This article is distributed under the terms of the Creative Commons Attribution License permitting unrestricted use and redistribution provided that the original author and source are credited.

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Further reading

    1. Epidemiology and Global Health
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    ISARIC Clinical Characterisation Group et al.
    Research Article Updated

    Background:

    There is potentially considerable variation in the nature and duration of the care provided to hospitalised patients during an infectious disease epidemic or pandemic. Improvements in care and clinician confidence may shorten the time spent as an inpatient, or the need for admission to an intensive care unit (ICU) or high dependency unit (HDU). On the other hand, limited resources at times of high demand may lead to rationing. Nevertheless, these variables may be used as static proxies for disease severity, as outcome measures for trials, and to inform planning and logistics.

    Methods:

    We investigate these time trends in an extremely large international cohort of 142,540 patients hospitalised with COVID-19. Investigated are: time from symptom onset to hospital admission, probability of ICU/HDU admission, time from hospital admission to ICU/HDU admission, hospital case fatality ratio (hCFR) and total length of hospital stay.

    Results:

    Time from onset to admission showed a rapid decline during the first months of the pandemic followed by peaks during August/September and December 2020. ICU/HDU admission was more frequent from June to August. The hCFR was lowest from June to August. Raw numbers for overall hospital stay showed little variation, but there is clear decline in time to discharge for ICU/HDU survivors.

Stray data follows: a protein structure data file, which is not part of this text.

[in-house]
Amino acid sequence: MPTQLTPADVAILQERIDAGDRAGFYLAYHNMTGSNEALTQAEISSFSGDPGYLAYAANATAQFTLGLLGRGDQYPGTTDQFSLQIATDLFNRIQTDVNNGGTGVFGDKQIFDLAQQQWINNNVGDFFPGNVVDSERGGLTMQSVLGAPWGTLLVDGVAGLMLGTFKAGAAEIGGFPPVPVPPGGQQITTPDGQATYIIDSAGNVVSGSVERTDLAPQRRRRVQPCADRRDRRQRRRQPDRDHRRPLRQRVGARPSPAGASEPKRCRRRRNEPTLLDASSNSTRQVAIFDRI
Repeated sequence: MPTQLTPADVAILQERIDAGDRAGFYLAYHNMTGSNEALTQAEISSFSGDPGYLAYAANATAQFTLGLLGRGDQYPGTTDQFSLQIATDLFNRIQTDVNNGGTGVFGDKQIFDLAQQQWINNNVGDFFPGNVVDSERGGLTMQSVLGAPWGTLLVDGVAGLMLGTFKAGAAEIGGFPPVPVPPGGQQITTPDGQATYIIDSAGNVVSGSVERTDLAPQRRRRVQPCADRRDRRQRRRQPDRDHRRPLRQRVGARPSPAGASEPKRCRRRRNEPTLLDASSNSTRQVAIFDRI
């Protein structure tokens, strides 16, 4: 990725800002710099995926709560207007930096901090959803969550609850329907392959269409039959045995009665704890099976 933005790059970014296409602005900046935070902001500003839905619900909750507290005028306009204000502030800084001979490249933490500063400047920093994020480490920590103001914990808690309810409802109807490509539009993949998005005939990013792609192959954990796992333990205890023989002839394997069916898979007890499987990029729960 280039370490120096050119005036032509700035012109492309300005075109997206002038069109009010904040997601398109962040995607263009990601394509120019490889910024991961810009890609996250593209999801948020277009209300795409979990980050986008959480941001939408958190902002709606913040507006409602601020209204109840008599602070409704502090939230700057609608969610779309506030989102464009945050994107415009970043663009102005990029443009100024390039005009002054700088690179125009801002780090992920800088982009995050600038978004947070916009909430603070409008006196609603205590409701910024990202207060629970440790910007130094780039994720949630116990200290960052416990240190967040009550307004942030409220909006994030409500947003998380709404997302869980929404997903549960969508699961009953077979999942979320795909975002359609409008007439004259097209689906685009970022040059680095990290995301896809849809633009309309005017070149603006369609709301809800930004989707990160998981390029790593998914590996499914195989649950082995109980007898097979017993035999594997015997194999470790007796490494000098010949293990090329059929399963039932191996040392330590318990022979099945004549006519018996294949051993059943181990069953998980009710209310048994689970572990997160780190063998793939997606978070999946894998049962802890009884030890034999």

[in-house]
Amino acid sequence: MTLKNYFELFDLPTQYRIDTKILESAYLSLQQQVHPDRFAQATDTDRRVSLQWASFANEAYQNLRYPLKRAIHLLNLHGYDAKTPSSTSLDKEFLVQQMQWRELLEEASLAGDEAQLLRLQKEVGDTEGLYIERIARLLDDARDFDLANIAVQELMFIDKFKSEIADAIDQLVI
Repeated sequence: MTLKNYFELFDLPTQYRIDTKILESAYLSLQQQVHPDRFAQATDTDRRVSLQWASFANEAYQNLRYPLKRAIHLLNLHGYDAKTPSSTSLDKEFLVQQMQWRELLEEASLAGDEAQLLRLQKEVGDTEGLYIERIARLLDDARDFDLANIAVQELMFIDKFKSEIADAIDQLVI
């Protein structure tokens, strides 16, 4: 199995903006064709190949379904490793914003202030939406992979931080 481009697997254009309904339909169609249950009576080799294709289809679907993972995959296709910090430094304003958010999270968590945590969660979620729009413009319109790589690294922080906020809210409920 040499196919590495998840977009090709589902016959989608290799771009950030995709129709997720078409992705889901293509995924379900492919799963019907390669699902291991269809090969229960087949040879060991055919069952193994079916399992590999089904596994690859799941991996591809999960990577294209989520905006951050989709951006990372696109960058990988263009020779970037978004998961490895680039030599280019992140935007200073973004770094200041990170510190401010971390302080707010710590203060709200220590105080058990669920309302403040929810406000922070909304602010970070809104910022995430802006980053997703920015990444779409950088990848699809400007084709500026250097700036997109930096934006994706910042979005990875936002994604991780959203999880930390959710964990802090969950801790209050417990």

Conclusions:

    Our results establish that variables of these kinds have limitations when used as outcome measures in a rapidly evolving situation.

    Funding:

    This work was supported by the UK Foreign, Commonwealth and Development Office and Wellcome [215091/Z/18/Z] and the Bill & Melinda Gates Foundation [OPP1209135]. The funders had no role in study design, data collection and analysis, decision to publish, or preparation of the manuscript.

    1. Epidemiology and Global Health
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    Wilmer Cristobal Guzman-Vilca et al.
    Research Article Updated

    Global targets to reduce salt intake have been proposed, but their monitoring is challenged by the lack of population-based data on salt consumption. We developed a machine learning (ML) model to predict salt consumption at the population level based on simple predictors and applied this model to national surveys in 54 countries. We used 21 surveys with spot urine samples for the ML model derivation and validation; we developed a supervised ML regression model based on sex, age, weight, height, and systolic and diastolic blood pressure. We applied the ML model to 54 new surveys to quantify the mean salt consumption in the population. The pooled dataset in which we developed the ML model included 49,776 people. Overall, there were no substantial differences between the observed and ML-predicted mean salt intake (p<0.001). The pooled dataset where we applied the ML model included 166,677 people; the predicted mean salt consumption ranged from 6.8 g/day (95% CI: 6.8–6.8 g/day) in Eritrea to 10.0 g/day (95% CI: 9.9–10.0 g/day) in American Samoa. The countries with the highest predicted mean salt intake were in the Western Pacific. The lowest predicted intake was found in Africa. The country-specific predicted mean salt intake was within reasonable difference from the best available evidence. An ML model based on readily available predictors estimated daily salt consumption with good accuracy. This model could be used to predict mean salt consumption in the general population where urine samples are not available.